PARK: So, in your view with this committee, are you effectively signing up to a higher bar before taking the decision to deploy troops so that we don't see a repeat of, for example, the Iraq deployment, which was determined, really relying on dodgy intelligence?

ASSISTANT MINISTER: We're signing up to a higher degree of scrutiny about those decisions. We want to make sure that whilst we maintain that principle under our Constitution of that decision, resting with the Governor-General, through the executive, that there's as much scrutiny as possible about those decisions and that there is debate. Within the parliamentary context, and it's in both Houses of Parliament, both the House and the Senate, that that parliamentary debate would ensue, that people would have the opportunity to state their case on behalf of their electorates, and that a lot of that information would be supplied to the Parliament by the Minister justifying the decision.

PARK: If you just joined me on RN Drive, Assistant Minister for Defence, Matt Thistlethwaite is here. He's joining me from the Parliament House studio in Canberra. Let's move to another topic, Minister. The Federal Government yesterday announced it would strengthen its stance on Israeli settlements in the West Bank, the Palestinian territory occupied by Israel. Labor will now use the term, quote, occupied Palestinian territories when referring to areas in the West Bank. Here's what Shadow Foreign Affairs Minister Simon Birmingham had to say about the move this morning. What do you think, Minister? Is this part of a factional deal in The Labor Party?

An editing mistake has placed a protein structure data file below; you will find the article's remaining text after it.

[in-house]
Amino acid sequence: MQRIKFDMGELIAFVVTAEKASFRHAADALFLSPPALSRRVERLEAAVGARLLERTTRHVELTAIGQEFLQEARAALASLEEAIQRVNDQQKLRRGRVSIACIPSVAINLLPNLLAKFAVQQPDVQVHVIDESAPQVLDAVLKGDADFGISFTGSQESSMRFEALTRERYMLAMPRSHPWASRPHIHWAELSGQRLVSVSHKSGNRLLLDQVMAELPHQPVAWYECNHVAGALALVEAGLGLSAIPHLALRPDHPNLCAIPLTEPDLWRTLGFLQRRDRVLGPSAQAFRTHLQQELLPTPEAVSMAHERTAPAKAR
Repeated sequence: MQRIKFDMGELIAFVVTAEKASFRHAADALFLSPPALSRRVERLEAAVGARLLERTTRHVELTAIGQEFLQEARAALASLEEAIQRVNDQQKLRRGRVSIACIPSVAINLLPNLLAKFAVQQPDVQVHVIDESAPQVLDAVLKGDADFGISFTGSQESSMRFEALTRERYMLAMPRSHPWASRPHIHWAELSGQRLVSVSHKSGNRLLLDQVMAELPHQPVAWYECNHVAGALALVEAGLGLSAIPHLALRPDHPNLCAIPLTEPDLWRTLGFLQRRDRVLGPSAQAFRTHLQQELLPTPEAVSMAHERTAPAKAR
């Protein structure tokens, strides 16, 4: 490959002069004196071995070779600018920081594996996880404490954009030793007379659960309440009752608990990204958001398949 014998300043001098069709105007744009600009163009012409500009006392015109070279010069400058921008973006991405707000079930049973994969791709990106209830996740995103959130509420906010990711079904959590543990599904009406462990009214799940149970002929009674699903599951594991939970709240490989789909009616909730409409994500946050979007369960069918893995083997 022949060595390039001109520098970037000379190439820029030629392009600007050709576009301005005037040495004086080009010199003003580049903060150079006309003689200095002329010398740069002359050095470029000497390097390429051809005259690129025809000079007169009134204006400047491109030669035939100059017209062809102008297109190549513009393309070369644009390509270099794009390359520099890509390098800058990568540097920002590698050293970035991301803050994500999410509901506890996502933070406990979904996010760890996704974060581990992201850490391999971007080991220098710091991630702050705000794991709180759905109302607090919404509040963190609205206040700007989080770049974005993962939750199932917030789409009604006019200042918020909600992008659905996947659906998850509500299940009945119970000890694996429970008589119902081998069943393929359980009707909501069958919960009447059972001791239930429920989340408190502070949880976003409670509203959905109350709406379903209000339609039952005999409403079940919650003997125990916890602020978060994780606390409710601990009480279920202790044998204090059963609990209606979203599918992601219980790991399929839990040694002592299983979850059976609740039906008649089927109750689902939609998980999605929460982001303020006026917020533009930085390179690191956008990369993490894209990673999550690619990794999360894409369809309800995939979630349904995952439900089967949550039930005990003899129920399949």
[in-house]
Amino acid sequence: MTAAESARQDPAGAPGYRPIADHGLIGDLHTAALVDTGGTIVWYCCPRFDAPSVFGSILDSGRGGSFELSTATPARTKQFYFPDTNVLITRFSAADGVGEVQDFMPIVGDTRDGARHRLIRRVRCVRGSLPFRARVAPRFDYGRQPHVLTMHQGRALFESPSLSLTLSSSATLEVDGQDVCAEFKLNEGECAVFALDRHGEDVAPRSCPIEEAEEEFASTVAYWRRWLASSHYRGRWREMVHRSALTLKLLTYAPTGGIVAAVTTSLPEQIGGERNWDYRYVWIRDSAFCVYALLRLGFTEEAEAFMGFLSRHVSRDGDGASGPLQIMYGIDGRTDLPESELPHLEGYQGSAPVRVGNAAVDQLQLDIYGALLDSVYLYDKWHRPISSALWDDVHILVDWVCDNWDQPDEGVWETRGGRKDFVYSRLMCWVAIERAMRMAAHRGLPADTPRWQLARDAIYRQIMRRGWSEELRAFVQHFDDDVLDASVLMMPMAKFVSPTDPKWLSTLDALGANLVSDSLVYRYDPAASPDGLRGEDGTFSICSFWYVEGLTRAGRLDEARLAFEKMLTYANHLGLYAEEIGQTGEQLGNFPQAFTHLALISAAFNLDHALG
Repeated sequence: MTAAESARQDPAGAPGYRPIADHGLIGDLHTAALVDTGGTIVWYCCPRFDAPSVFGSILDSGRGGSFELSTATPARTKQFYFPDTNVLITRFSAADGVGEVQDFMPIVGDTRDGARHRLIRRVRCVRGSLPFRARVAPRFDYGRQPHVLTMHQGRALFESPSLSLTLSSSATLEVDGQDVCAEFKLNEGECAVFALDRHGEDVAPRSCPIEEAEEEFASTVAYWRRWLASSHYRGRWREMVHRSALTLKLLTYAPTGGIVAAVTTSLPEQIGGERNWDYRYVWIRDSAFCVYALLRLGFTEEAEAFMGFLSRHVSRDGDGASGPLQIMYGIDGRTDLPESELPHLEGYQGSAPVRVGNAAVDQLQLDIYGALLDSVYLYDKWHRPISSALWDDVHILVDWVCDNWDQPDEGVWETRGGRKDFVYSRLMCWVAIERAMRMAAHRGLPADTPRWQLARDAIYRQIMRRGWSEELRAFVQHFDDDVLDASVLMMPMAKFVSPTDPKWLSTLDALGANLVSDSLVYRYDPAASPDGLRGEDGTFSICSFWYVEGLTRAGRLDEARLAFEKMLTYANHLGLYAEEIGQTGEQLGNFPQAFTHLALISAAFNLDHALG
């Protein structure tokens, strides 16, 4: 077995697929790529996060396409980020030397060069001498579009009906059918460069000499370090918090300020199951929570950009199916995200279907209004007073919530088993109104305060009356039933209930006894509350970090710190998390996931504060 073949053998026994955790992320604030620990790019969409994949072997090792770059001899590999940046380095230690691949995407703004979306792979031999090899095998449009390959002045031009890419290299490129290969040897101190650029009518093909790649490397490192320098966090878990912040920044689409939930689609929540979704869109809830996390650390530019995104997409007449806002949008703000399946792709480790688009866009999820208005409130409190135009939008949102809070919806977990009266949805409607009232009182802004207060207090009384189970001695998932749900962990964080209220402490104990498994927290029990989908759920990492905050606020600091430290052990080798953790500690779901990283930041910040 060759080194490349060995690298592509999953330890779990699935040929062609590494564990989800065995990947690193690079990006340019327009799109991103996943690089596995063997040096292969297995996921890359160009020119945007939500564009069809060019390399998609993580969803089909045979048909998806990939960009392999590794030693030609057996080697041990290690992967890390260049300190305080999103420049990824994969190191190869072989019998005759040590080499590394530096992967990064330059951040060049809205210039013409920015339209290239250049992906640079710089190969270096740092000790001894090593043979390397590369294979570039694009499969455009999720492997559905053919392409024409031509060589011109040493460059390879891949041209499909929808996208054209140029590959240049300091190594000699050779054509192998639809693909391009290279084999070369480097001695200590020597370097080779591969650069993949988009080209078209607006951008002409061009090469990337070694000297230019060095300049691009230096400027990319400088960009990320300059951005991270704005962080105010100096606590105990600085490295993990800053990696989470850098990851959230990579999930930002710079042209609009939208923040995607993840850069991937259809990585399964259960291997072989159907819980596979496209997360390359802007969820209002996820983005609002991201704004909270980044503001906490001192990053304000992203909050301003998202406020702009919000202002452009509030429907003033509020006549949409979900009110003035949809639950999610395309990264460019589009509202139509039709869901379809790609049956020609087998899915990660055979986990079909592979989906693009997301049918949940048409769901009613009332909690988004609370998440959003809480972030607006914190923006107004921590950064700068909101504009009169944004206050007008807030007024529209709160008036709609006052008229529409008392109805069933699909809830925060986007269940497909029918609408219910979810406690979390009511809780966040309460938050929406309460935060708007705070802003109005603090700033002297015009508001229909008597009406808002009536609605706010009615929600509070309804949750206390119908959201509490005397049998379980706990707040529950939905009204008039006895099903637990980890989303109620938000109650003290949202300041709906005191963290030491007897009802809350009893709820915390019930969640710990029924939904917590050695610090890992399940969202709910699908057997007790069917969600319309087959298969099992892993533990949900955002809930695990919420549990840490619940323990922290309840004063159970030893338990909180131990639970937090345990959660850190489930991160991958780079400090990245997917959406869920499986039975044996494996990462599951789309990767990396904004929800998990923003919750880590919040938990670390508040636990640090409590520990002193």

ASSISTANT MINISTER: Well, if you look at what's been happening in Israel, there's been quite a bit of unrest of recent times and Australians have been seeing that on their TV screens and through their radio. And a lot of that unrest relates to the fact that the Israeli Government has been building settlements in areas that have traditionally been recognised as Palestinian territories. And the Labor Party and the Government, in adopting that approach of occupied Palestinian territories, is aligning itself with what is recognised internationally as the correct term for what's been going on there. And our close neighbours, like New Zealand, the United Kingdom government, the EU, all adopt the same terminology and it's backed by UN resolutions, and it's backed by international law. So, very much aligning Australia with the rest of the world when it comes to this definition and ultimately trying to secure peace in the Middle East.

PARK: It may align Australia, or at least the Labor Party, more closely to Britain and the EU, but not the United States, arguably Australia's biggest ally. So, does this put us at odds with our biggest military and trade ally?